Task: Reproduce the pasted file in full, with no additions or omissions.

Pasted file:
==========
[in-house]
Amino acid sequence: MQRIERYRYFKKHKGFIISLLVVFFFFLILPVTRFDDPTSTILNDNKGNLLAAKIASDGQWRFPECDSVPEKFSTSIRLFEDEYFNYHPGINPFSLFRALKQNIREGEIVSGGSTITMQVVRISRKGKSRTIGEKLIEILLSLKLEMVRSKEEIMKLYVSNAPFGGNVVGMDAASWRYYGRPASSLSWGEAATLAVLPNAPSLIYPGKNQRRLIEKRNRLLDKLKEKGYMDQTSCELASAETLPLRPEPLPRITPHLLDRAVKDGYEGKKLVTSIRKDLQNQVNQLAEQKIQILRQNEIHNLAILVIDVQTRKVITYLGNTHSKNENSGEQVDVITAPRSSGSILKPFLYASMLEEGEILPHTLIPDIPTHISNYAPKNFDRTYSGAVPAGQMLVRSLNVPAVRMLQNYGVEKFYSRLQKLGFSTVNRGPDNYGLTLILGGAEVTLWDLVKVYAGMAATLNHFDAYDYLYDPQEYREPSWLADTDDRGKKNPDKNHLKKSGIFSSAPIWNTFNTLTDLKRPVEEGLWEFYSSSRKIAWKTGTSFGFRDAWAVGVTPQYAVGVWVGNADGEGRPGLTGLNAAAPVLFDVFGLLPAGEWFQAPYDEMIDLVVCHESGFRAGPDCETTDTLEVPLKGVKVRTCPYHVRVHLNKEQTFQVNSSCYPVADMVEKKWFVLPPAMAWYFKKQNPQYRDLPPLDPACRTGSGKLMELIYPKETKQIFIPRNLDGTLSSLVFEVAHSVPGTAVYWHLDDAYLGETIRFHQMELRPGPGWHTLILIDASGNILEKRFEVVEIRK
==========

[in-house]
Amino acid sequence: MQRIERYRYFKKHKGFIISLLVVFFFFLILPVTRFDDPTSTILNDNKGNLLAAKIASDGQWRFPECDSVPEKFSTSIRLFEDEYFNYHPGINPFSLFRALKQNIREGEIVSGGSTITMQVVRISRKGKSRTIGEKLIEILLSLKLEMVRSKEEIMKLYVSNAPFGGNVVGMDAASWRYYGRPASSLSWGEAATLAVLPNAPSLIYPGKNQRRLIEKRNRLLDKLKEKGYMDQTSCELASAETLPLRPEPLPRITPHLLDRAVKDGYEGKKLVTSIRKDLQNQVNQLAEQKIQILRQNEIHNLAILVIDVQTRKVITYLGNTHSKNENSGEQVDVITAPRSSGSILKPFLYASMLEEGEILPHTLIPDIPTHISNYAPKNFDRTYSGAVPAGQMLVRSLNVPAVRMLQNYGVEKFYSRLQKLGFSTVNRGPDNYGLTLILGGAEVTLWDLVKVYAGMAATLNHFDAYDYLYDPQEYREPSWLADTDDRGKKNPDKNHLKKSGIFSSAPIWNTFNTLTDLKRPVEEGLWEFYSSSRKIAWKTGTSFGFRDAWAVGVTPQYAVGVWVGNADGEGRPGLTGLNAAAPVLFDVFGLLPAGEWFQAPYDEMIDLVVCHESGFRAGPDCETTDTLEVPLKGVKVRTCPYHVRVHLNKEQTFQVNSSCYPVADMVEKKWFVLPPAMAWYFKKQNPQYRDLPPLDPACRTGSGKLMELIYPKETKQIFIPRNLDGTLSSLVFEVAHSVPGTAVYWHLDDAYLGETIRFHQMELRPGPGWHTLILIDASGNILEKRFEVVEIRK